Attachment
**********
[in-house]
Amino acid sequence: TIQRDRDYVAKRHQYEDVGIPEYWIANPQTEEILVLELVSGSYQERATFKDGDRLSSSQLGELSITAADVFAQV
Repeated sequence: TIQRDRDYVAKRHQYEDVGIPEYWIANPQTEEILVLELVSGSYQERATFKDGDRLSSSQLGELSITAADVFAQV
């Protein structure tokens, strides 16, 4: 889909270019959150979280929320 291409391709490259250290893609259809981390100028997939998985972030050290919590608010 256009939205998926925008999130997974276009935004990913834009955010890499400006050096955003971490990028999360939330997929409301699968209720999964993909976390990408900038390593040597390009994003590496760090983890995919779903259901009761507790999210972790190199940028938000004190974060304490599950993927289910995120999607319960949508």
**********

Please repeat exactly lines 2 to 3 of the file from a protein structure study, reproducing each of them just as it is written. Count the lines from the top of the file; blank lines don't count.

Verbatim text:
Amino acid sequence: TIQRDRDYVAKRHQYEDVGIPEYWIANPQTEEILVLELVSGSYQERATFKDGDRLSSSQLGELSITAADVFAQV
Repeated sequence: TIQRDRDYVAKRHQYEDVGIPEYWIANPQTEEILVLELVSGSYQERATFKDGDRLSSSQLGELSITAADVFAQV